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The Longest Road on Earth Review

With a running time of around two hours, The Longest Road on Earth is the perfect game to play in one sitting.

Devoid of any text or dialogue, The Longest Road on Earth allows you to observe the lives of four individuals. As over twenty original songs play out, you’ll interpret their stories in your own way, carrying out rudimentary actions as you go. You might simply hold down a button to drive down a long country road, for example, or serve coffee in a diner. It may not sound like much fun, but chances are you’ll be captivated.

There’s a lot of discourse over whether games are art, and The Longest Road on Earth certainly makes the case for rather than against. The visuals may only be black and white and rather pixelated, but great care has been put into every scene and animation. And to back up the action on-screen, the music has been carefully created and curated to add context. You’re essentially starring in a series of music videos as you play – it’s like a concept album with visuals.

To me, The Longest Road on Earth is about a woman reminiscing about the love of her life who’s now unfortunately gone, a piano tuner who dreams of playing on a grand stage, a couple of employees at a dock whose lives are far apart yet so similar, and a young child growing up in a broken home. Yet you might play through the game and interpret things in a different way. That’s the wonder of The Longest Road on Earth – it makes you think.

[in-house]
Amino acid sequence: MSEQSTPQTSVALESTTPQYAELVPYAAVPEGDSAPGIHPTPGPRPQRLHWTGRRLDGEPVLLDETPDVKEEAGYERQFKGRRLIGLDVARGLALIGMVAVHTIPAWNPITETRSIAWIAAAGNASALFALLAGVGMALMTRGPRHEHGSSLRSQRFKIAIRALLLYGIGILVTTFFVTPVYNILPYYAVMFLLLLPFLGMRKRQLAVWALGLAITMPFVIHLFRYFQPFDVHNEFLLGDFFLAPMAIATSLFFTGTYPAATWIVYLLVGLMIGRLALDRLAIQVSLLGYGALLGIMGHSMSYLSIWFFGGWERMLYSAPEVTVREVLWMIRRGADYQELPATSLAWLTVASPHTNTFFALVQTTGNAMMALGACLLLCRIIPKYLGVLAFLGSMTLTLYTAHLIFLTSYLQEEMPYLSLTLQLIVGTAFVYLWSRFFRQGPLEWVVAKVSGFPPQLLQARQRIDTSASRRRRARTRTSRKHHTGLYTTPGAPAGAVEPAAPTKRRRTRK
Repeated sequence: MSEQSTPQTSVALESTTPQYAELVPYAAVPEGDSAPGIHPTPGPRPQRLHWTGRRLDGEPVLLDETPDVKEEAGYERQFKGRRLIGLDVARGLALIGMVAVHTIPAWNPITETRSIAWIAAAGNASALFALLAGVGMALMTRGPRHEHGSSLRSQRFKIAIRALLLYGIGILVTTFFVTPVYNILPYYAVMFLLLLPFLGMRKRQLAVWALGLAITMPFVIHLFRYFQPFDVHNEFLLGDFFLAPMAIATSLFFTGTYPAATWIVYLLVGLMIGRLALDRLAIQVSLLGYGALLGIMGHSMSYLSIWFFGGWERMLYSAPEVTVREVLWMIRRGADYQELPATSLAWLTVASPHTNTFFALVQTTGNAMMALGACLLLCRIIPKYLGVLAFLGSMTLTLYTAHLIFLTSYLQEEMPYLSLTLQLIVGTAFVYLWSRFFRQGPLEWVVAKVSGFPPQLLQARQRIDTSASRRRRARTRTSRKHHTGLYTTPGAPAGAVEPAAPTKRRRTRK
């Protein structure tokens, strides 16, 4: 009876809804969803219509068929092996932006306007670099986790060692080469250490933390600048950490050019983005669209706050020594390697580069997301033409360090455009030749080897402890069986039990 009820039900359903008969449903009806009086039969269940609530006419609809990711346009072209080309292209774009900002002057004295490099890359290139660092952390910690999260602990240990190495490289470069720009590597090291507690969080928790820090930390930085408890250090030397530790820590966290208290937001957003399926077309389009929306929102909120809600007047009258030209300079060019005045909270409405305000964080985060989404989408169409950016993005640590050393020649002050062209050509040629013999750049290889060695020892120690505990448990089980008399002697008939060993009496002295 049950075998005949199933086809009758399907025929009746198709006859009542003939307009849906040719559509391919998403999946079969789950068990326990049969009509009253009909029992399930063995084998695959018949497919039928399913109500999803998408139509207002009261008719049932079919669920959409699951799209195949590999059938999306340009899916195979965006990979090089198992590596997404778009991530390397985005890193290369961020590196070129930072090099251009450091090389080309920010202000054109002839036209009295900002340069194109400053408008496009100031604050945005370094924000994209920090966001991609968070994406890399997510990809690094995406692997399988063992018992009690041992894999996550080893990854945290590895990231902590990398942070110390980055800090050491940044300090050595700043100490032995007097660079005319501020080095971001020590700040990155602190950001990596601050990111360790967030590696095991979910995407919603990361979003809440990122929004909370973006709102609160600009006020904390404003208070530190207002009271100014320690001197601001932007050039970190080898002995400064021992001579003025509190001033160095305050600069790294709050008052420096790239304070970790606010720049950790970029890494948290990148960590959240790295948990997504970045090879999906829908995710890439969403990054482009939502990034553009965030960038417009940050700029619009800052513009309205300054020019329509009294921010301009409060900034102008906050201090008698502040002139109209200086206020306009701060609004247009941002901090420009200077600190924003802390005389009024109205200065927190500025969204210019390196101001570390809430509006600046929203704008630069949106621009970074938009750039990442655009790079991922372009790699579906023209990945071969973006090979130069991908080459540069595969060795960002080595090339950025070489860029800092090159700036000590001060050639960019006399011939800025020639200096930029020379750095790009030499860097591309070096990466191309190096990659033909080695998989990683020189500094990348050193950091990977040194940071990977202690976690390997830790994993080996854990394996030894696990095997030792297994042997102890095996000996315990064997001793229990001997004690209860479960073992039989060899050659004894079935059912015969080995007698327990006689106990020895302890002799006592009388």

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It’s just a shame that the bits you play vary so much in their interactivity. While some tasks are mundane, like cleaning a floor with a mop, there’s at least something for you to do while listening to the game’s sumptuous soundtrack filled with haunting lyrics and wonderful vocals. Even just walking down a long street is turned into an enjoyable activity. But there are a few times where you’re expected to just sit back and stare at a largely static image for a couple of minutes or so, and your interest may wander.

For those who enjoy thoughtful narrative adventures, it’s easy to recommend The Longest Road on Earth. It’s brief but very moving, and there’s every chance you might play through it more than once given its fantastic soundtrack and the way its story is open to interpretation. On another playthrough you might notice a detail in a scene that changes how you view it, for example. There’s one thing for certain: The Longest Road on Earth makes an impact.

The Longest Road on Earth Review – GameSpew’s Score

This review of The Longest Road on Earth is based on the PS5 version, with a code provided by the game’s publisher. It’s available on PS4, PS5, Xbox One, Xbox Series X/S, Switch and PC.

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